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In May of 1996, the greatest disaster in mountain climbing occurred on Mount Everest. The climbers stayed too long at the summit. A storm began to blow in. As they made their way down to an intermediate camp, they were engulfed in a full scale blizzard. The wind exceeded 60 knots. The chill factor was more than 100 degrees below zero. With the supplemental oxygen tanks running out and their head lamp batteries running down, they found themselves in the struggle for their lives.


Fortunately, there two experienced guides with this party of eleven. Unfortuately, these two guides chose the wrong path back down the mountain. John Crackhour recently published a book entitled, Into Thin Air. He wrote: for the next two hours this group stagered blindly around in the storm, ever more exhausted and hyberthermic, hoping to blunder across the camp. One of the guides said that it was total chaos. People are wondering all over the place. I am yelling at everyone, trying to get them to follow a single leader. Finally, around 10:00 p.m., I walked over this little rise and I felt like I was standing on the edge of the earth. I could sense a huge void beyond. . . .The group had unwittingly strayed to the eastern most edge of the lip of a 7,000 foot drop, down the Cane Shung Face of Mount Everest.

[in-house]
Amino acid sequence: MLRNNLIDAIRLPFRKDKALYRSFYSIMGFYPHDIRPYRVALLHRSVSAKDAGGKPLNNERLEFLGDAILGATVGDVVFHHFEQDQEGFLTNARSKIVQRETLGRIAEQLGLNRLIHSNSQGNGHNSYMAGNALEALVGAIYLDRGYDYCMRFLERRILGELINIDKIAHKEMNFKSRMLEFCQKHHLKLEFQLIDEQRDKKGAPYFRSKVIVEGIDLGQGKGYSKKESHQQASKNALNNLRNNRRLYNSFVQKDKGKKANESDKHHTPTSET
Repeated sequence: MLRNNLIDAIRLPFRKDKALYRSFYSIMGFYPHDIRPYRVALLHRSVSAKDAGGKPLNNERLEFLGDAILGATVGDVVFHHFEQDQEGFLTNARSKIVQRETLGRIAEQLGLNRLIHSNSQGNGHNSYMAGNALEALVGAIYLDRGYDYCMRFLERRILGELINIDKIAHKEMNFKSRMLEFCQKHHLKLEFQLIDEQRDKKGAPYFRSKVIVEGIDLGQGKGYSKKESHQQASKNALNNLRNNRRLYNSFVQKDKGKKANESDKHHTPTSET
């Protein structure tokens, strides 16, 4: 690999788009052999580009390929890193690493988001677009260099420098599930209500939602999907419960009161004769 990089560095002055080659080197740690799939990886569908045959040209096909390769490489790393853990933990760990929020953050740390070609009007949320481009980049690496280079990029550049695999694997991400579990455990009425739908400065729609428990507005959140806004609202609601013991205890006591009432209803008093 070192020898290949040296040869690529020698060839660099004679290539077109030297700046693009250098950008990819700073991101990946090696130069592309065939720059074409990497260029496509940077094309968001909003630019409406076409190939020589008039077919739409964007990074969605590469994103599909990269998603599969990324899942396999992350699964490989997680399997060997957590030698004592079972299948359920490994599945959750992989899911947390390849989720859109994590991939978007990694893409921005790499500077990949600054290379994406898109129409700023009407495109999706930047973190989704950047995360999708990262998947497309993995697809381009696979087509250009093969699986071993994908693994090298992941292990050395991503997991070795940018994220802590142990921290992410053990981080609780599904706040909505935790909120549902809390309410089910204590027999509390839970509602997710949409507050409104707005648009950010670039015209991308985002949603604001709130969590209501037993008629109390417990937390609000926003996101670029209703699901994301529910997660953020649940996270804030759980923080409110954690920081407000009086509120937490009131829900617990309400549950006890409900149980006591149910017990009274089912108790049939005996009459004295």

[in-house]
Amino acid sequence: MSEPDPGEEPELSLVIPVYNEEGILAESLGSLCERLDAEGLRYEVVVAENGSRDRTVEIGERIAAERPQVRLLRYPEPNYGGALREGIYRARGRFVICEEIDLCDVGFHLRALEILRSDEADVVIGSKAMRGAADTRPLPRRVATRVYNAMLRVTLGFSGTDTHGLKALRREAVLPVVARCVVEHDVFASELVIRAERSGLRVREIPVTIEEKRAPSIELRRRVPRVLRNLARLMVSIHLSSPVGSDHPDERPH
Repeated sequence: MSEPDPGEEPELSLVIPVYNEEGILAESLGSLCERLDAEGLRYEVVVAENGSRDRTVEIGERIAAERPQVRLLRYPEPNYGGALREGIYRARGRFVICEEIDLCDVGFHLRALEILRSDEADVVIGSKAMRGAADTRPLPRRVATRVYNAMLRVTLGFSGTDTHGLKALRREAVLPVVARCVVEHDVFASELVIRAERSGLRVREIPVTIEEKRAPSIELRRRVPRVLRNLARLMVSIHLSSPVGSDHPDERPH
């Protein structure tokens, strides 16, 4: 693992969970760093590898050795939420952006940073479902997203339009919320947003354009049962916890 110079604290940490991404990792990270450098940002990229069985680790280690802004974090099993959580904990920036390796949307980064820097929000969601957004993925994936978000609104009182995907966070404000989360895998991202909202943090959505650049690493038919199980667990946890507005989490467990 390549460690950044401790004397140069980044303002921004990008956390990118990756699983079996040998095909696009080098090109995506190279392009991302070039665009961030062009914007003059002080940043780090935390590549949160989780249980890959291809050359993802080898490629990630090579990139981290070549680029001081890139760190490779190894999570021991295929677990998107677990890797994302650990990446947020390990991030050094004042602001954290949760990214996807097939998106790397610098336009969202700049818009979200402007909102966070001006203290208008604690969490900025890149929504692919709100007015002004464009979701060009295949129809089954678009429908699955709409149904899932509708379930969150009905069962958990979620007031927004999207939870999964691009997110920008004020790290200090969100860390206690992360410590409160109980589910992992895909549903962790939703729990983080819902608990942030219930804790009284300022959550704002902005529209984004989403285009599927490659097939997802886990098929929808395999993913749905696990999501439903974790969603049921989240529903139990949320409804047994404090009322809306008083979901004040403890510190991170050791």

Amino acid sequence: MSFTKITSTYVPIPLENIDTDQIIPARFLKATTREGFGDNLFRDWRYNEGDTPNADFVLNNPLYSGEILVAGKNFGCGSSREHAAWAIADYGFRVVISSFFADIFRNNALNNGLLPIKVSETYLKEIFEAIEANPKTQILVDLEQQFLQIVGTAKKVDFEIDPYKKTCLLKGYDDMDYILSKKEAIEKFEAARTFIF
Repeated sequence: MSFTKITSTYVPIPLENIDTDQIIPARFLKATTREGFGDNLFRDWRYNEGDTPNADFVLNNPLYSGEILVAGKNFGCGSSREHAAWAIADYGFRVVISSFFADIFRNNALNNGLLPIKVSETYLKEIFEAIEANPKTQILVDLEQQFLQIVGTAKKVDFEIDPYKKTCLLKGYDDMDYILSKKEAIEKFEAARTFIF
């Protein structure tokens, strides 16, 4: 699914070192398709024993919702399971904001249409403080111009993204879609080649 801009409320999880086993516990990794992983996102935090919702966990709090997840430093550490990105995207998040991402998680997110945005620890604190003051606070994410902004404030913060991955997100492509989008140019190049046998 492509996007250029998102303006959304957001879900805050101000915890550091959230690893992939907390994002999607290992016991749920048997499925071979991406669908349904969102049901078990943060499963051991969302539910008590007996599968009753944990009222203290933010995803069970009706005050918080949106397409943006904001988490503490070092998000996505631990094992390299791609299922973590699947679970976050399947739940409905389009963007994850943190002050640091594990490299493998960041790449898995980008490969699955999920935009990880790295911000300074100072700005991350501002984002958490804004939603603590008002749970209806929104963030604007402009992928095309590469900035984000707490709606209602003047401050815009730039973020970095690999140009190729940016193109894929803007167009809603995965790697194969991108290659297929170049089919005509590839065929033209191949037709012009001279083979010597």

The group decided to huttle up and wait for a break in the storm. They were without shelter and not much light and oxygen, and with confused leadership. Some of those climbers survived but others died. Yet, the tents of their camp were only 300 yards away from them. A distance they could have covered in less than 15 minutes. They had lost their way.

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